Rt Hon Lord Lilley

    Douglas Alexander (Paisley and Renfrewshire South, Labour):

    The Opposition have said that reform rather than repatriation is how to achieve the change in Europe we want—[Interruption.]

    Peter Lilley (Hitchin and Harpenden, Conservative):

    Which powers would the right hon. Gentleman like to be returned from Europe to this country?

    Douglas Alexander (Paisley and Renfrewshire South, Labour):

    Will the right hon. Gentleman allow me to finish? We have said that we will judge on a case-by-case basis the merits or demerits of where those powers reside. With respect, I should point out to him that the only power identified by the Prime Minister in his long and much trailed speech last week was a change to the working time directive. Is the Prime Minister honestly suggesting that the right of British doctors not to treat a patient when they have not been to bed for two days the only power he is seeking to repatriate? Is he suggesting that, if he fails to secure that repatriation, he will recommend a no vote for the EU? That is the idiocy we were left with after the Prime Minister’s speech last week.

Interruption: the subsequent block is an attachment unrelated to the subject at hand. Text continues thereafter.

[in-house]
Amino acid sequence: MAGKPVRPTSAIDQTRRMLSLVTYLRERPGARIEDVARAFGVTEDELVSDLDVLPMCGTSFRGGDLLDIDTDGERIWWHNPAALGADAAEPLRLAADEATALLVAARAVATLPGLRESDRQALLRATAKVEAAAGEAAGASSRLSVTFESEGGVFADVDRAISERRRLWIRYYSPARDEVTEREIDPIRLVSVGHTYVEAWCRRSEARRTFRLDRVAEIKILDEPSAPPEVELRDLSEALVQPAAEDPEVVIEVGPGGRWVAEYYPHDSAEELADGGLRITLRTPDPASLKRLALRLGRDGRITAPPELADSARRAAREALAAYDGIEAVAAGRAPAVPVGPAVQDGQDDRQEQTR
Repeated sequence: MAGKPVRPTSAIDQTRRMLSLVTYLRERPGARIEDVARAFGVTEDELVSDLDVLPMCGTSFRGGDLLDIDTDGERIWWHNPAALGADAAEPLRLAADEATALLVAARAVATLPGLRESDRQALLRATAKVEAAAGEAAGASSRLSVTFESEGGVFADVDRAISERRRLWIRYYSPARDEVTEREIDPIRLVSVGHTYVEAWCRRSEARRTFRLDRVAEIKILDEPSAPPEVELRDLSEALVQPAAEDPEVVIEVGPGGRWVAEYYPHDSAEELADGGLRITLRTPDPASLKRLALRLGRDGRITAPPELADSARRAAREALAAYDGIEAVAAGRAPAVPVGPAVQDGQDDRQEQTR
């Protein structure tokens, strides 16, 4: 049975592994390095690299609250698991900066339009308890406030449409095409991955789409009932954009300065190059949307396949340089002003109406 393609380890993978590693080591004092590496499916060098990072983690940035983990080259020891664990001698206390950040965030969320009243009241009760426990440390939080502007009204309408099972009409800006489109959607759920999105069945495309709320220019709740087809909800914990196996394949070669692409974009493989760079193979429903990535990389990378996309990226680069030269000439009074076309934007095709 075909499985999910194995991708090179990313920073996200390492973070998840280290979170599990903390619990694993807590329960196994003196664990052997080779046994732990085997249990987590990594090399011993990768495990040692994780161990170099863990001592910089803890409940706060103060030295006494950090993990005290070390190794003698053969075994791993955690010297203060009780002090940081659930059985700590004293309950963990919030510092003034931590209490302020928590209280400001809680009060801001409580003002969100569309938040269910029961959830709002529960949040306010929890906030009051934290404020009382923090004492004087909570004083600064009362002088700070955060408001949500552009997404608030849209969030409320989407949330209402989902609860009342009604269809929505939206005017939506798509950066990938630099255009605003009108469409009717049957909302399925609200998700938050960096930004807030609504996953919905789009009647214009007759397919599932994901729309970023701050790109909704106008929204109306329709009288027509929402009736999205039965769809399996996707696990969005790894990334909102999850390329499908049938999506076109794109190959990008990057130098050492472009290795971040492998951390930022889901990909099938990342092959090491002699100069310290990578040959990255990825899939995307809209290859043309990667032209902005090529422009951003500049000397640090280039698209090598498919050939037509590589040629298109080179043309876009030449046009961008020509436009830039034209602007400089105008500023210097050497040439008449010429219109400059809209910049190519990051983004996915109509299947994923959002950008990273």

Let me read the principles so that the House can know just how crystal clear they are. The principles are competitiveness, flexibility, that power must be able to flow back to member states and not just away from them, democratic accountability and fairness. As I have said, the Opposition agree with those principles—I hope that does not cause great discomfort on the Conservative Benches. Indeed, to be fair, there is a degree of common ground between the Prime Minister and the Opposition on the need for change in Europe.